Home country: Mexico

Photo credit: David Li
“I like to cook. It’s something my family has always done, like, group cooking. Because, my dad, he was the one who taught us how to cook. The funny thing is, is when my brother asked ‘why do I have to learn how to cook?’ my dad answered with ‘If I hadn’t learned how to cook where would we be right now?’ He taught us how to cook from a really young age. And it’s just always been a really big part of our life…especially considering I grew up in a grocery store! It definitely makes experimenting with foods a lot easier! My dad would let us taste the food he was cooking and ask us ‘what does it need?’ and we would start telling him what ingredients we needed to add to it…and spices.  Before I moved out on my own it was a big thing that Sunday nights, cuz we closed early, that was family cooking night. Where we would all make a big family meal and we would live off of that for the rest of the week.”

Kat. 3rd year BSc., Mechanical Engineering. 

Home country: Canada
 

Photo credit: Miga Batsukh

“I was here on exchange almost 3 years ago. And I can honestly say that I felt like I left a piece of my heart here. Like, when I got back to Finland…in the beginning it was really hard and I was missing Canada a lot. And then at some point I realized how much I actually wanted to go back and see more of Canada. Like, explore this side more. But when the moment of leaving came, and I had to leave Finland it was really hard as well.  But pretty much the moment when we landed on Canadian ground I felt like, ‘this is home…this feels familiar for me.’”


Janita. 1st year MA., Physical Education & Recreation.

Home country: Finland


Photo credit: Miga Batsukh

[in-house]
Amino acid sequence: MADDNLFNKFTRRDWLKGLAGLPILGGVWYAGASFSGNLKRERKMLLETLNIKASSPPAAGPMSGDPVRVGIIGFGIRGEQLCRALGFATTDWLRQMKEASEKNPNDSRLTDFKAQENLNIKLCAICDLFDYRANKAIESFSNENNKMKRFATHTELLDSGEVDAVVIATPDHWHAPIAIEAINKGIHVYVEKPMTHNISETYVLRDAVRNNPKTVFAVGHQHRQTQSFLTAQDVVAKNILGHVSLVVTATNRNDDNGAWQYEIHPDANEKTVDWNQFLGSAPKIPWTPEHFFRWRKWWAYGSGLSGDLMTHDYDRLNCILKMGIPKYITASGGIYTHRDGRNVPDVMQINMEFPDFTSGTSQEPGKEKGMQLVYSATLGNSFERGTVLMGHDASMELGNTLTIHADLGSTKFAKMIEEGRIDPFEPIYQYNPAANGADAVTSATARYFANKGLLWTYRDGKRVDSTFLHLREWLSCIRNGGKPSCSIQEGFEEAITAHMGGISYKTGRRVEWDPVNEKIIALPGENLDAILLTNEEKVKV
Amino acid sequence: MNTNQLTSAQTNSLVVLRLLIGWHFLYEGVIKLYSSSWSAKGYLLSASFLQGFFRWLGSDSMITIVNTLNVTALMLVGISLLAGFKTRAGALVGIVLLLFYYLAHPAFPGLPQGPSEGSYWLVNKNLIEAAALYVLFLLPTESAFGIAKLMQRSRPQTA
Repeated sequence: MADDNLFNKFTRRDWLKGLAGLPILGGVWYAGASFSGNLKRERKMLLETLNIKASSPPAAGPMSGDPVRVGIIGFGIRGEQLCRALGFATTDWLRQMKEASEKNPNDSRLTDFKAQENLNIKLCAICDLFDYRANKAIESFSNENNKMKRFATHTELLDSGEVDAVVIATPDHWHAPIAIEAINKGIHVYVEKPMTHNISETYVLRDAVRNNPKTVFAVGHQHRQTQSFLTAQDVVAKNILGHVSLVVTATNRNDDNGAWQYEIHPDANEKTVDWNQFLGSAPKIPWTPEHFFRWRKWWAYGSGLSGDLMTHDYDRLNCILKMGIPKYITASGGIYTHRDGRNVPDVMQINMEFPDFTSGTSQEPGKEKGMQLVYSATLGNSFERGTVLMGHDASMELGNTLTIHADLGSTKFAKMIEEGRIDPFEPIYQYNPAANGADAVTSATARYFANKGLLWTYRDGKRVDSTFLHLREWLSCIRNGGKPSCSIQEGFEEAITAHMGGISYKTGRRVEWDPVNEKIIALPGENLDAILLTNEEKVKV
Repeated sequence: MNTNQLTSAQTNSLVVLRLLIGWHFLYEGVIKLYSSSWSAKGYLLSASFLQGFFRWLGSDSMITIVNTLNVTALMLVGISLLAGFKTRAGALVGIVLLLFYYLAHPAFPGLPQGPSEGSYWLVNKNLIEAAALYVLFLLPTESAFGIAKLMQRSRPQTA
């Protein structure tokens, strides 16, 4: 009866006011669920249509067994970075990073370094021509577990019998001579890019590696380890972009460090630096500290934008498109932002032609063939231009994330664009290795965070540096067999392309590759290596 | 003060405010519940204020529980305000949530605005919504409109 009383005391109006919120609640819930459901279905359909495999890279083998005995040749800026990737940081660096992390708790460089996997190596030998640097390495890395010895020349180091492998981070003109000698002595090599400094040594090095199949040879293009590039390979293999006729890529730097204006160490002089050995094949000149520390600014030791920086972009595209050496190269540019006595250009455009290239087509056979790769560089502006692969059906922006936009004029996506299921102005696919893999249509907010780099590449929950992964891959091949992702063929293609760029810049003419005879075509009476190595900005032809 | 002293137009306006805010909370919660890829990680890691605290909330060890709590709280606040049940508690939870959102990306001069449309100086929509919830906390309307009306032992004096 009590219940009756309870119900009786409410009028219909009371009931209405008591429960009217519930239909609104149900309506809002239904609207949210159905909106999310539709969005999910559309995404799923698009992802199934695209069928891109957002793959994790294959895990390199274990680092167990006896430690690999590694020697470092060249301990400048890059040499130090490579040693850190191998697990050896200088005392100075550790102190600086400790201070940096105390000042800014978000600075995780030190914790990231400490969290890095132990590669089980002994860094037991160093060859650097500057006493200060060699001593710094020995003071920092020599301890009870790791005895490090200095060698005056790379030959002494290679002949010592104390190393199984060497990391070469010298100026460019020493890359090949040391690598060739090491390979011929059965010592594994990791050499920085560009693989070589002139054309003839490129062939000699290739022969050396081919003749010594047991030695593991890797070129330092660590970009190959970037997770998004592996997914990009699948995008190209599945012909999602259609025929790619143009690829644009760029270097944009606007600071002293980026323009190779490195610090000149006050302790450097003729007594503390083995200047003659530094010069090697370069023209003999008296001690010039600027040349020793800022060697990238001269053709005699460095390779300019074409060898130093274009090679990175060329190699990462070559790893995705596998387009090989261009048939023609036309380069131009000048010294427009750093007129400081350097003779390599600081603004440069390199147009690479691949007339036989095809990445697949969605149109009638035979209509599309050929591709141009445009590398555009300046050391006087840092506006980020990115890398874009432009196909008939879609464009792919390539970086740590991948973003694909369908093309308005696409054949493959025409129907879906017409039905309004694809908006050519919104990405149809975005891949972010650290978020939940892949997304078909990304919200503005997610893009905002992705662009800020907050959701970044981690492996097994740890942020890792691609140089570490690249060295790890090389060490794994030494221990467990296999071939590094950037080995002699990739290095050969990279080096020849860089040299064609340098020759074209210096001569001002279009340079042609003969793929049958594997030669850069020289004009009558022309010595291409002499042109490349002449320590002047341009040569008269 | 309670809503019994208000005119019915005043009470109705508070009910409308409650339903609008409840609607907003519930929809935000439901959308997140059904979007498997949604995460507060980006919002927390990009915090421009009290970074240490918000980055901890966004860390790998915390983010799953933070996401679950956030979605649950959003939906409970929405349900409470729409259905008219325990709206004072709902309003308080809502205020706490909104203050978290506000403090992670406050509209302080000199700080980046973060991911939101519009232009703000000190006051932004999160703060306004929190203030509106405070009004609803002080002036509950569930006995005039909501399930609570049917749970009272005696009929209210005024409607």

“I was very fortunate to have pretty much everything in my life that I’ve wanted. And maybe in the way I’ve been raised, I might have ignored the importance of small, small things. Or ignored how people are deprived of things. But then I started working for an NGO as a translator. For this, a lot of international students used to come to work for this NGO. I was helping them as an interpreter or translator, and then we used to go to really remote areas like towns and villages. So we used to work on different projects, such as like public health, women and child development and education. And that was my first interaction with the people in such places. And that was the time when I realized that I’ve been very fortunate, fortunate that I’ve had so many things in my life when there are millions that are deprived of basic facilities. And that was the time I decided, that yes, I had to do something to bring a change to this world. That was a turning point in my life. “ 

Shreyak.  2nd year MSc., Food Science and Technology. 

Home country: India

Photo credit: Miga Batsukh
“The guitar is my first love. The first time I ever played one my dad got me one of those really crappy ones from Toys R Us. And the first time I broke a string I thought I broke my entire guitar. So, I was like, not musically inclined…at all. But then I ended up getting more and more into it. So now I have been playing the guitar for about 8 years. Guitar was something that sort of got me into everything else and that helped me realize that, ok, music actually IS a part of me. Cuz I just didn’t want to stop at the guitar, I just didn’t want to stop at the basics…I wanted to do more. For me, it was realizing that I can do a lot more and this is actually something that I’m maybe good at. That helped me realize my own capacity.”

Anchal. 3rd year BSc., Environmental Economics & Policy. 

Home countries: India, Canada